Performance Sports Group, the owner of hockey equipment maker Bauer, has filed for creditor protection in Canada and the U.S. while it restructures.
The company, which was once owned by Nike but currently makes Bauer hockey equipment as well as other sports gear including Easton baseball, is seeking protection from its creditors under Chapter 11 of the U.S. bankruptcy code, and the Canadian equivalent, Companies’ Creditors Arrangement Act.
That means people owed money by the company can’t start seizing assets to recoup their losses without a court monitor’s permission.
In filings, the company lists assets of between $500 million and $1 billion US, along with liabilities in the same range.
The company’s financial problems have been widely reported this year, one of major upheaval in the sports apparel industry. Several retail chains including Golf Town and The Sports Authority have also restructured their operations.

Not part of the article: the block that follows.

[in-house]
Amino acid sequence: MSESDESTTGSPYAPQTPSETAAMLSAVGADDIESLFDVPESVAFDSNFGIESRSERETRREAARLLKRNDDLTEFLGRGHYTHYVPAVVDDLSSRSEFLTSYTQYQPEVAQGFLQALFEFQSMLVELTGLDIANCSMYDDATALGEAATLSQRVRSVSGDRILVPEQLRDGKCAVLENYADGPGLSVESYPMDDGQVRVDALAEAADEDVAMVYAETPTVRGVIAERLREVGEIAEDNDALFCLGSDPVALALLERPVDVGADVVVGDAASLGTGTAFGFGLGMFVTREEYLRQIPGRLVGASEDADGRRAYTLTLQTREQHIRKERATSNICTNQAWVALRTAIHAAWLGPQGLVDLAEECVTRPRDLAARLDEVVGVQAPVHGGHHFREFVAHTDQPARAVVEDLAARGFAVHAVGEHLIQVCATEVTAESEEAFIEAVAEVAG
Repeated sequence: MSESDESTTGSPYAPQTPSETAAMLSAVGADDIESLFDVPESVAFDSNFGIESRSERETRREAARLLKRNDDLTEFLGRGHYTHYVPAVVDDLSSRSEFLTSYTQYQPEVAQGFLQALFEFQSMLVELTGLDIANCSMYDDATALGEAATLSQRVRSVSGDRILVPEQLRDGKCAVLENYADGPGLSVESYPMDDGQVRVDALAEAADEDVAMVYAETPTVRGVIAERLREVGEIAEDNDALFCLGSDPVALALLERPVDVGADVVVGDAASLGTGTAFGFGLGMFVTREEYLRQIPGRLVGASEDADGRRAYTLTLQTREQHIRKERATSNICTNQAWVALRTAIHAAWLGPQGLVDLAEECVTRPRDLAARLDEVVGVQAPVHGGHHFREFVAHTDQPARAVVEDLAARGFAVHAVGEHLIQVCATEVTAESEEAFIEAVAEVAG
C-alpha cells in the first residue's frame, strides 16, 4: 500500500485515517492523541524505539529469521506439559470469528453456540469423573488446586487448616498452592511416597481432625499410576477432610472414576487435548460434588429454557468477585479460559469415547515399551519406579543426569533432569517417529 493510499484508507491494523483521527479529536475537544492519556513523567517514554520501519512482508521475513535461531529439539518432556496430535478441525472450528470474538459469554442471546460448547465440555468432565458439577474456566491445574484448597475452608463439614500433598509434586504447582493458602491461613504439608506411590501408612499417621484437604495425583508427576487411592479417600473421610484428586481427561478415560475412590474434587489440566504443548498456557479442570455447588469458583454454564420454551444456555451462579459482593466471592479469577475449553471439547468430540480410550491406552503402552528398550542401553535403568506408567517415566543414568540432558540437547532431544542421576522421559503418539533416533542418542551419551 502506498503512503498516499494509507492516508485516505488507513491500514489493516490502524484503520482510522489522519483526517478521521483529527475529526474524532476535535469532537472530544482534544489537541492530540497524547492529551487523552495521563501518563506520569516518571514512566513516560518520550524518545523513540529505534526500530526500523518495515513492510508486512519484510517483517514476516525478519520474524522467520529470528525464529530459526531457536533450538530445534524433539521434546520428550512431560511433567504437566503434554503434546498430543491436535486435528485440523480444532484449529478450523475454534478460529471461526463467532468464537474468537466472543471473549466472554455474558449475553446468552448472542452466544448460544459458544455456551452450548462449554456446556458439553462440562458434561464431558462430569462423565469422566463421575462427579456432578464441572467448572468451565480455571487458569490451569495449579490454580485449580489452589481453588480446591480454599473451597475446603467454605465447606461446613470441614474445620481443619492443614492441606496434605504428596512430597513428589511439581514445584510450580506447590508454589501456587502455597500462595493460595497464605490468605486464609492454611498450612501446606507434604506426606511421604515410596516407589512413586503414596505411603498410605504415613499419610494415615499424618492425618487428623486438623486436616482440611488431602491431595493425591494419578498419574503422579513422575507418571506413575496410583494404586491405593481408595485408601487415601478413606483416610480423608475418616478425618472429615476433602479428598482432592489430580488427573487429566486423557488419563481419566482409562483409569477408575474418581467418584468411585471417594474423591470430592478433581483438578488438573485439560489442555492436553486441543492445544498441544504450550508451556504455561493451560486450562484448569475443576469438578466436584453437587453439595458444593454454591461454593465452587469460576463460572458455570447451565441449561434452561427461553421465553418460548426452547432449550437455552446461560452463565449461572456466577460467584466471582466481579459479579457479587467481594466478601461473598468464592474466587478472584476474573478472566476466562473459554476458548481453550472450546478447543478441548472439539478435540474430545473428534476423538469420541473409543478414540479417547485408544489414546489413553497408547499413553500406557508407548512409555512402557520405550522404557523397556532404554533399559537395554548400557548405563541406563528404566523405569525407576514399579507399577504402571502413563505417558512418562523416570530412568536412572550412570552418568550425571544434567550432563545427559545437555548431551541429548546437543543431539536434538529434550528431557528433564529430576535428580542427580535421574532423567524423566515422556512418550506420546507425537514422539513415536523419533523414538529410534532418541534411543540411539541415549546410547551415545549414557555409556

As part of its efforts to turn its business around, Exeter, N.H.-based Performance Sports announced a stalking horse bid from its largest investor Sagard Capital, and Toronto-based investment fund Fairfax Financial for $575 million.
A stalking horse bid is so-called because it’s an offer to buy the company’s assets which could be beaten by someone else, but serves as a floor for subsequent offers.
In August, the company’s former chairman Graeme Roustan said he was considering buying the company.
Article source: http://www.cbc.ca/news/business/bauer-performance-sports-1.3828882?cmp=rss